UK study to boost electricity distribution from remote wind farms

A study led by energy specialist Parsons Brinckerhoff has concluded that, under certain circumstances, electrical power lines can carry more than double the amount of electrical energy than their current ‘static’ rating suggests.

The study, which analysed the ‘cooling’ effect of wind on the rating of electrical power lines, has major implications for the wind power industry and particularly wind farms in remote rural locations, where the existing electrical infrastructure is often the limiting factor to the capacity of generation that can be economically connected.

The innovative study was also the recent recipient of a prestigious Institution of Engineering and Technology (IET) Innovation Award 2010, which recognises international innovation in engineering and technology disciplines.

To undertake the 42-month program, PB led a research consortium of Alstom Grid, Durham University, Imass and ScottishPower Energy Networks. The consortium was the beneficiary of UK government funding under the Technology Strategy Board program.

The aim of the study was to develop an approach to help reduce capacity restrictions placed on electricity networks, which can affect connection costs and schedules. The focus was on power systems between 33 kV and 132 kV.

In order to prove the concept, a ‘control system’ was developed and prototyped, which had at its heart a series of software program developed by Durham University and Imass to model the thermal state of the power system.

To test the system, a section of ScottishPower’s 132 kV network in North Wales was chosen for field trials. Since January 2010, electrical, thermal and meteorological data from the trial has been collected by Alstom Grid and processed using the developed thermal state estimation and generator control system software.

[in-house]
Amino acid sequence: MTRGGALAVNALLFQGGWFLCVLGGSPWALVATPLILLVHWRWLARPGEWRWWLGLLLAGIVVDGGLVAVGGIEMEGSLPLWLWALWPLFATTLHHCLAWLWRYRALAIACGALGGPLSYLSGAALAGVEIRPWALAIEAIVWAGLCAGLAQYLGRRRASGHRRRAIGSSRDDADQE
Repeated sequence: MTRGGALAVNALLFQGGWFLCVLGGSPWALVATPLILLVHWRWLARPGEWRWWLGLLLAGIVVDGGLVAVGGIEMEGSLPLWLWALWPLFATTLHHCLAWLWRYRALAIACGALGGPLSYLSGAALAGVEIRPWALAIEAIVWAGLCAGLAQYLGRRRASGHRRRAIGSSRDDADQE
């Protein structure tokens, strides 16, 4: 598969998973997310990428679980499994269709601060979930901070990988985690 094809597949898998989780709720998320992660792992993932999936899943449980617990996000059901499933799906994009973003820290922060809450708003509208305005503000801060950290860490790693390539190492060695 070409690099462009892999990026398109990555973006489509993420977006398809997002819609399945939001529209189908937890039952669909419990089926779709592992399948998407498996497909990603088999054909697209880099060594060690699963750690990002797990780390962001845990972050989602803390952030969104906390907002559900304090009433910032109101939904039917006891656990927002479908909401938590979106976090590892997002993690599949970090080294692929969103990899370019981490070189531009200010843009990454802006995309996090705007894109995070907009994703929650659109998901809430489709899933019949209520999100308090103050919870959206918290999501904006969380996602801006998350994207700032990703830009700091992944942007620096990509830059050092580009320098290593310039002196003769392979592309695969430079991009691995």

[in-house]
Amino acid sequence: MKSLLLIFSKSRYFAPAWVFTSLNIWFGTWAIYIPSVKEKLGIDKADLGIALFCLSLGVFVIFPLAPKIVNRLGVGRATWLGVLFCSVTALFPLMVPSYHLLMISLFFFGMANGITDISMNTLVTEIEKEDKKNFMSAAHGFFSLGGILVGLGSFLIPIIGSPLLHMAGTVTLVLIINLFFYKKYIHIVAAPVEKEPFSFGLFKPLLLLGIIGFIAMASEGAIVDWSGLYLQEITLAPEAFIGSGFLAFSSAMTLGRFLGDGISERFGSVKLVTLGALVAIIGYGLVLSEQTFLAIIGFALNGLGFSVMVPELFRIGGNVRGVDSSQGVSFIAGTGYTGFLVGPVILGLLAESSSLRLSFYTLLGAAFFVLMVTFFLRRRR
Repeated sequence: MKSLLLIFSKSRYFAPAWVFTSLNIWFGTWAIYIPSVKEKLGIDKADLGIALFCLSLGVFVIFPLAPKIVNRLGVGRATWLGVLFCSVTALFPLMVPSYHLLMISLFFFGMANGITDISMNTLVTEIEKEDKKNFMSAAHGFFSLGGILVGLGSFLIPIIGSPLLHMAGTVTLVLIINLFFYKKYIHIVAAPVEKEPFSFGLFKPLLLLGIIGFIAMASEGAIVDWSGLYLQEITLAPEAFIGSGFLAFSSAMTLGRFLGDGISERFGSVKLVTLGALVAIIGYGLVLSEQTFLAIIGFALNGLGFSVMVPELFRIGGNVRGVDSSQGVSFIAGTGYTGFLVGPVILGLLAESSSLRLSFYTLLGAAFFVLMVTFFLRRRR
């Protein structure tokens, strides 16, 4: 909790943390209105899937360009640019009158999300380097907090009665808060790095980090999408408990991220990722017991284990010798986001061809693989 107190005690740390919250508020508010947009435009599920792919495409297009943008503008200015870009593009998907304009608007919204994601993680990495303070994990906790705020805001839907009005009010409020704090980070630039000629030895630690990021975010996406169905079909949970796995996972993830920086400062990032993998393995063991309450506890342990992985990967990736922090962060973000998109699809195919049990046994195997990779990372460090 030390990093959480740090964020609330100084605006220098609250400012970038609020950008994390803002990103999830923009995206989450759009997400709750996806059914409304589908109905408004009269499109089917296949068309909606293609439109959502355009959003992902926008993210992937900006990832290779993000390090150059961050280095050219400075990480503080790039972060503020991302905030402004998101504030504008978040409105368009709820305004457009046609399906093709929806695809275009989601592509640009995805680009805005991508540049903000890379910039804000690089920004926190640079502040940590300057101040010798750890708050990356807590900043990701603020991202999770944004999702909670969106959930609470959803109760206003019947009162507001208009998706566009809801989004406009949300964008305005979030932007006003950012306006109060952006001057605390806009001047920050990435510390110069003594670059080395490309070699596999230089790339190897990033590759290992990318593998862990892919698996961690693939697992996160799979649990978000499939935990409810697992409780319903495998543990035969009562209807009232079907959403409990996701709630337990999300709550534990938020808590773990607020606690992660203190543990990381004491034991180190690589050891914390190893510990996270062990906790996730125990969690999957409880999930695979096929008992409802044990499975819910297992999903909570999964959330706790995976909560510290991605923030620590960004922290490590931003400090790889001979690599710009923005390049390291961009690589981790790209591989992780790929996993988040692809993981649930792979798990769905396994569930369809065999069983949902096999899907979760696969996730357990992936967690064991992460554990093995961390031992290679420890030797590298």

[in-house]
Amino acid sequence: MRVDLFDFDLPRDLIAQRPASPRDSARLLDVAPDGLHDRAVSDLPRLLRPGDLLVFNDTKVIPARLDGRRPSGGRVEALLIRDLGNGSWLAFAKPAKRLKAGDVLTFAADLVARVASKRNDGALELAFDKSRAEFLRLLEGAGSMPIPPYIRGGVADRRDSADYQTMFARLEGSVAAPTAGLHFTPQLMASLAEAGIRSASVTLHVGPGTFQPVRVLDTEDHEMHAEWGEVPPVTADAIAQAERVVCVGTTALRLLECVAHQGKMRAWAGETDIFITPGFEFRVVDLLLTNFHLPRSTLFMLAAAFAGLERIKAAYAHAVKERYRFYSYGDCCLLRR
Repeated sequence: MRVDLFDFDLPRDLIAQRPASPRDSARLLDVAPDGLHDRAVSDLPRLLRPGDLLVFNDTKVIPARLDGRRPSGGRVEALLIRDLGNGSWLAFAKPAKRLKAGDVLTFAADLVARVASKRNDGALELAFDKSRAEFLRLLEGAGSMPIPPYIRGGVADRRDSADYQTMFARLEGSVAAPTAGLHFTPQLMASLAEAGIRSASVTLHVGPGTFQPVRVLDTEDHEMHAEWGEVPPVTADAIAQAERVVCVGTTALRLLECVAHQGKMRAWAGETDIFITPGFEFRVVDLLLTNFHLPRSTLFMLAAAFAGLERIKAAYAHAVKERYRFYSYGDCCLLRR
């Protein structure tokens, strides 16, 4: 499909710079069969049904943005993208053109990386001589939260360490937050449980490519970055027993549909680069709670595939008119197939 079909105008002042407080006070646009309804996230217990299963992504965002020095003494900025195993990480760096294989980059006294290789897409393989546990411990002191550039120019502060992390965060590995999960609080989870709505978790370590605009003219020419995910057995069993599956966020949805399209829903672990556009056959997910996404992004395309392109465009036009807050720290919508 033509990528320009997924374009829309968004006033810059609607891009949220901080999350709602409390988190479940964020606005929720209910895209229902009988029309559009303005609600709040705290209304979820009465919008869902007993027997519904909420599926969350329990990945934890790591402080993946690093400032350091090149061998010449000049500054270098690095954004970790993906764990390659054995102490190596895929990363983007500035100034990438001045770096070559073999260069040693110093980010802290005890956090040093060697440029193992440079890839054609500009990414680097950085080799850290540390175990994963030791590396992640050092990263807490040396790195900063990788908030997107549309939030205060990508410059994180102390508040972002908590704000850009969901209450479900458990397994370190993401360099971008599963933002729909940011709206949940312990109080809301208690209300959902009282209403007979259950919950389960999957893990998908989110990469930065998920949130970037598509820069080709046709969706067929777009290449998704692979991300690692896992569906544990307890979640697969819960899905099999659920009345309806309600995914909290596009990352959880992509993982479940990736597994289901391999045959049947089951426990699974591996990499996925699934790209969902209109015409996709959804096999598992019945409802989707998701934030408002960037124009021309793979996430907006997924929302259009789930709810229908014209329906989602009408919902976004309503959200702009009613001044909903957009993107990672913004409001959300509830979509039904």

Calculations covered real-time ratings of overhead lines, electric cables and power transformers. The results showed that an enhanced knowledge of the thermal state of network components could enhance power flow capabilities. Key findings revealed a potential capacity increase during periods of peak wind farm generation of up to 150 per cent for overhead lines, up to 6 per cent for electric cables and up to 10 per cent for power transformers.

Following the success of the initial trial, ScottishPower would now like to further develop this technology to facilitate the connection of more renewable generation without the need to invest in network infrastructure. A new consortium between Parsons Brinckerhoff, Scottish Power and a number of smart grids equipment suppliers has been formed to drive the technology forward, supported by Ofgem’s Low-Carbon Networks (LCN) funding initiative.

The objective is to implement a real-time thermal rating system across a wide area to give Scottish Power improved visibility of the ‘actual’ thermal operating status of its network.

It will involve the installation of weather stations at numerous sites across North Wales and a centralised network management system, along with overhead line temperature monitoring systems for validation purposes.

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